“How did you know about the car?” Damien was back, standing in the doorway – again. He liked to hang in doorways. Although usually he did it with that secret smile on his face. He was not smiling right now, his piercing gaze sliced through Layla.
“Know what?” She asked peeling the paper off her third muffin.
“That the brake lines were cut.”
“THE CREEP!” Layla shouted, then grabbed her own head and moaned, “Oh god, I think I broke something, or punctured something or, god can your brain explode?”
Damien stalked into the room and pulled Layla’s hands down, his face hard as granite, “What. Creep.”
Her Grandmother’s Tudor had been built in the 1930’s. Rooms were smaller back then to conserve heat, but years ago, her grandmother had taken down the wall between the two separate front parlors and put in a huge window. The result was a spacious living area and lots of light. Andie never thought she could ever feel claustrophobic in this room. She did today. It wasn’t the number of people so much as the size and testosterone levels and all the very grim faces. Damien was there, standing by the window all brooding and dark. Stan and Maurice flanked him, their usual good humor nowhere in sight. Then there were the big black shadows by the front door. Three huge men in black fatigues who looked like they could kill you ten different ways and be quick about it. Yep, there was enough beefcake in the house to satisfy even Jose’s craving for hot-man meat. There was also a detective, as in police, because when some whacko tried to whack you that’s who you called.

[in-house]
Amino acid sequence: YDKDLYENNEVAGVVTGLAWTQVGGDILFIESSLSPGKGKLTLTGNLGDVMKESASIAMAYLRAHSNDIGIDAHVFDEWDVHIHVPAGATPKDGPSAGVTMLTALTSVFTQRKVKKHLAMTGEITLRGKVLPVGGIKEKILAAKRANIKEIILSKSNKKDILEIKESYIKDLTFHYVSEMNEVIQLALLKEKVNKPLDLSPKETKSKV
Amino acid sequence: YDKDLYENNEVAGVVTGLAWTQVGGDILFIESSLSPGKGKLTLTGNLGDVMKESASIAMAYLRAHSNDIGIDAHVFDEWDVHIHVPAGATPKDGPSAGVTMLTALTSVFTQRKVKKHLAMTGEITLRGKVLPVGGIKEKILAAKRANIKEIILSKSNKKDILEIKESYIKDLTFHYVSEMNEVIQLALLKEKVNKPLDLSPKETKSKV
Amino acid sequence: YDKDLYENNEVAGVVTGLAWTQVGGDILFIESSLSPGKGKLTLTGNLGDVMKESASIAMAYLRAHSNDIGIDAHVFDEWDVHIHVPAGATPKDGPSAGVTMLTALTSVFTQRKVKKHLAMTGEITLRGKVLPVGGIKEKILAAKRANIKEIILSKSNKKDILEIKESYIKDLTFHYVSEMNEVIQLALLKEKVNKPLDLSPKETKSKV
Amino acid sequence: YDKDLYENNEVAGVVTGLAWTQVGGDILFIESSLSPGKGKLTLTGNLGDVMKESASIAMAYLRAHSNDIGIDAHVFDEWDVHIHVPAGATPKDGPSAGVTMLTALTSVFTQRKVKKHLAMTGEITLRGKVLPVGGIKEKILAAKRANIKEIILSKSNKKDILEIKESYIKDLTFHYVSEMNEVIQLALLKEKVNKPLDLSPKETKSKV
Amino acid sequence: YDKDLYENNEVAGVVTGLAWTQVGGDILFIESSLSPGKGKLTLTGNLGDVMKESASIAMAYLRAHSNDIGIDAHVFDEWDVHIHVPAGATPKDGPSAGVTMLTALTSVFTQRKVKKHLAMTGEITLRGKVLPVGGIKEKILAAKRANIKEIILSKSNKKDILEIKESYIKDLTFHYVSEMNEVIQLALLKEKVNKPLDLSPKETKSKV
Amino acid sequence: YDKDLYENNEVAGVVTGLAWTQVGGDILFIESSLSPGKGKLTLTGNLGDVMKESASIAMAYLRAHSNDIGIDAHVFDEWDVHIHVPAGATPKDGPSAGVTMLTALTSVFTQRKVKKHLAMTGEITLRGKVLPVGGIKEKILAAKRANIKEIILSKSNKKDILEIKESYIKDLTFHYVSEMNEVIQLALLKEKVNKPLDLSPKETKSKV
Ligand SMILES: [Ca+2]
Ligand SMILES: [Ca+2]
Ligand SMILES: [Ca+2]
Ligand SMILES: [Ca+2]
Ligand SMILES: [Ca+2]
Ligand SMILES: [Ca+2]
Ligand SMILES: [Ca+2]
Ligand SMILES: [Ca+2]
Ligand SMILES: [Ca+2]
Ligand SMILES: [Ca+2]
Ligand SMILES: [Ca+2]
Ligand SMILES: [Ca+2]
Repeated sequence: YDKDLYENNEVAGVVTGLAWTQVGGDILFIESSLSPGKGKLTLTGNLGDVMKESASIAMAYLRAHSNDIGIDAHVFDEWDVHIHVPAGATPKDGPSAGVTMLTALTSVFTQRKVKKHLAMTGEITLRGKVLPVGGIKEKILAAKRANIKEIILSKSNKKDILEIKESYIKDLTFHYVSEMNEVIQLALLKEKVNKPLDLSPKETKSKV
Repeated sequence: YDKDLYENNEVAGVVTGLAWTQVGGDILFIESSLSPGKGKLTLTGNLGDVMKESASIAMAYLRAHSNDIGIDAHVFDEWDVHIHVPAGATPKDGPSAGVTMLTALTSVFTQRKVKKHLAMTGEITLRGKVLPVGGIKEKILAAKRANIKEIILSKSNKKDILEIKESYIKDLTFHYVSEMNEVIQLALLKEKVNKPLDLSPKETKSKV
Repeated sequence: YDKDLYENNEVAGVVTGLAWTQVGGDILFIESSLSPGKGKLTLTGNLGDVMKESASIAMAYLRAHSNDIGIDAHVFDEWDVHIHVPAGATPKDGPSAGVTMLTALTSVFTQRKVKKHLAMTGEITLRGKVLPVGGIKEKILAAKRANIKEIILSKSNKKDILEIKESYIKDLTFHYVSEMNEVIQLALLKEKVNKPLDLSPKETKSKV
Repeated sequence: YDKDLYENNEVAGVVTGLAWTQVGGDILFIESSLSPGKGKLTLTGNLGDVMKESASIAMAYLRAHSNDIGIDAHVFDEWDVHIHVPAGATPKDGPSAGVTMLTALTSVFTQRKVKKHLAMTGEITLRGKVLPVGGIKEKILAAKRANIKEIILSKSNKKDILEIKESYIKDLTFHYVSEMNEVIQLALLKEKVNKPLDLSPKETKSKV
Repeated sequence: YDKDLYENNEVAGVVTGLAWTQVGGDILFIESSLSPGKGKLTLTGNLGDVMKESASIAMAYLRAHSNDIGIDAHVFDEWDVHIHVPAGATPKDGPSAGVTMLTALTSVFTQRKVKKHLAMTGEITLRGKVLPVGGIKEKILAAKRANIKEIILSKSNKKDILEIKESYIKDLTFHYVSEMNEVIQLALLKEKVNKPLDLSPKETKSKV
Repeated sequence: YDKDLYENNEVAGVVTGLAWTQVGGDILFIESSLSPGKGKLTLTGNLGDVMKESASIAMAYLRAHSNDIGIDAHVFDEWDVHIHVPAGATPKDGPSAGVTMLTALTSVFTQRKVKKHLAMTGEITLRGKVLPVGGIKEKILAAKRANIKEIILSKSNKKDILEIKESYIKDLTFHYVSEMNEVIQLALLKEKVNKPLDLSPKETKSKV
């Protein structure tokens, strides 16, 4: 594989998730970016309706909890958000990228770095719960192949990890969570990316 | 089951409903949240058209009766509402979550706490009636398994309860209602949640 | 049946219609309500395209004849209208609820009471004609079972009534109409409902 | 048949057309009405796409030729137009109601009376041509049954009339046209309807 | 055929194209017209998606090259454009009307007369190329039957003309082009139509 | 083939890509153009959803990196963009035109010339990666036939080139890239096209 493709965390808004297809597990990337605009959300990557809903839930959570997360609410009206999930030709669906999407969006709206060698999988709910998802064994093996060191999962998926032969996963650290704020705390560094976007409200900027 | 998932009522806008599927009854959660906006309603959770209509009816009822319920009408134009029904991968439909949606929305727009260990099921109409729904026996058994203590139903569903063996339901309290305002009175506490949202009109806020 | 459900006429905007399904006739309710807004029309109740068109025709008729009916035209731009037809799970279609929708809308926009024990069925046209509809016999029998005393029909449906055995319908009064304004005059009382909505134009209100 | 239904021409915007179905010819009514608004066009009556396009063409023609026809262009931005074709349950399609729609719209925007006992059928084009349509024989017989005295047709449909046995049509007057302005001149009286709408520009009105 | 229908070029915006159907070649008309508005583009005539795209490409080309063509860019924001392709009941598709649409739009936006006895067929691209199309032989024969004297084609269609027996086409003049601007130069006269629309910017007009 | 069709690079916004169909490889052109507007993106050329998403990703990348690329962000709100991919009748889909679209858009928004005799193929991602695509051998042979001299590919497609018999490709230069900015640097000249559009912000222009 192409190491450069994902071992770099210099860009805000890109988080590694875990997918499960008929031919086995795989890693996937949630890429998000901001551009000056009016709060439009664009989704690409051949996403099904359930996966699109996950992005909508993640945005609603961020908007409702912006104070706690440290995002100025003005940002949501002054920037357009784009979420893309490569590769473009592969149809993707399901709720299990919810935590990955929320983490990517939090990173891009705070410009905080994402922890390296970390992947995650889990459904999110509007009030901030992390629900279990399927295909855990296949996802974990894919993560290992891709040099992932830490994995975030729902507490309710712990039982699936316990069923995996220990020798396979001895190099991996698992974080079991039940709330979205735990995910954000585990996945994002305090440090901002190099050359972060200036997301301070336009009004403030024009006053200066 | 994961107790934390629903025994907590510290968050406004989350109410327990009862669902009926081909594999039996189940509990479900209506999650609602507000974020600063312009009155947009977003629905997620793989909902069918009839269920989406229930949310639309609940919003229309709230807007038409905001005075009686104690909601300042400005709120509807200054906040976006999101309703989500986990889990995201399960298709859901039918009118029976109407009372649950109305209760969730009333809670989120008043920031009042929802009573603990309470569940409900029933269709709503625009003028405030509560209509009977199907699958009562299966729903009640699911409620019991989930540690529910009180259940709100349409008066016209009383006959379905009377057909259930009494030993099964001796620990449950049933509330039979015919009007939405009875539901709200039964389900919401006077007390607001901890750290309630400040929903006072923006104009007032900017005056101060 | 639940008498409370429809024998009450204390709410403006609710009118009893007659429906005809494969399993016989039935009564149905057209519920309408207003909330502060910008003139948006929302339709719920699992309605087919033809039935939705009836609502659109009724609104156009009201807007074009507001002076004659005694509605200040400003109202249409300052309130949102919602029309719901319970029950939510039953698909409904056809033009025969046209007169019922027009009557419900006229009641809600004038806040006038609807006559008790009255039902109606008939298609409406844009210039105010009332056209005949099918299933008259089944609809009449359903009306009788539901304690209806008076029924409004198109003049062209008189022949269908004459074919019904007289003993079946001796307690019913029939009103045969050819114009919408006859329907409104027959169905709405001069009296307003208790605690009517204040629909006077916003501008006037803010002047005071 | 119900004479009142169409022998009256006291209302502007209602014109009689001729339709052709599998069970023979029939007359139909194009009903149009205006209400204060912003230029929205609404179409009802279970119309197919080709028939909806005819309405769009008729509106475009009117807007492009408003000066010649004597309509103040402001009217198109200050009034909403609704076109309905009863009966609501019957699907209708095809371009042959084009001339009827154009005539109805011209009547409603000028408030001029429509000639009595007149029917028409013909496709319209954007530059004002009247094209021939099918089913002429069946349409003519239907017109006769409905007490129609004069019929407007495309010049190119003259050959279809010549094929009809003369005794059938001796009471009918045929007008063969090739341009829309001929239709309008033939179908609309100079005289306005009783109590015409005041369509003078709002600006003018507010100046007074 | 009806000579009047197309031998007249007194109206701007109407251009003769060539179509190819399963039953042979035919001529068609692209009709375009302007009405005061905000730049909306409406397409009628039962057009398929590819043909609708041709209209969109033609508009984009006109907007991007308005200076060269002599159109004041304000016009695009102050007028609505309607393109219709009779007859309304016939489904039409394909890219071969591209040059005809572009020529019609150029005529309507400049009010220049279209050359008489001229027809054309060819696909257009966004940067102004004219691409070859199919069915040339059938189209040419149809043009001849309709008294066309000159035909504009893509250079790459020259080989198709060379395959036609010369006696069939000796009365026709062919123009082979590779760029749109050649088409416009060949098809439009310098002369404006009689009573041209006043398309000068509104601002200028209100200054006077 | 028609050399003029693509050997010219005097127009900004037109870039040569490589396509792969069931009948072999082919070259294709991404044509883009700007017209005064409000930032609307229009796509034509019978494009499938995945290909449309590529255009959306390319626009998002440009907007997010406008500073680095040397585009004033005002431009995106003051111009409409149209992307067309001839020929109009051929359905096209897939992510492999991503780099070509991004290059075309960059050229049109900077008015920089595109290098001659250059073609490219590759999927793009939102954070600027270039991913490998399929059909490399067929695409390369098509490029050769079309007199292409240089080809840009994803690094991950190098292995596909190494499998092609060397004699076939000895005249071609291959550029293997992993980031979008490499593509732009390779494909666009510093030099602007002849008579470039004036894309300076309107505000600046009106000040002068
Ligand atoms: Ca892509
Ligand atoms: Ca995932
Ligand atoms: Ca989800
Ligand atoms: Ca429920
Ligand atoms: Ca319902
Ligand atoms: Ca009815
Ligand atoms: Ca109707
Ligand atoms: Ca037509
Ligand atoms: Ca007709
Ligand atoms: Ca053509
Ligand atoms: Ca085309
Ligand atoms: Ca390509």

Detective Charles Pierce, his card read. Andie sat across from him now, between Jose and her Grandmother. Layla had disappeared into the kitchen probably to grab more muffins without having to share. Her friend consumed copious amounts of sugar when stressed. “You’re certain this is the man who approached you on the street?” The Detective handed her a glossy color photo.
“Absolutely.” Andie confirmed, though his eyes were closed and his face contorted in a strange fgrimace, she had no trouble recognizing him, “What’s wrong with him? Looks like he’s seizing?”
The detective chose that moment to suck down more coffee. He’d gulped the first cup he’d been offered in seconds. Her Grandmother noticed and had brought in the carafe. She’d been silently refilling his cup every time he got near the bottom.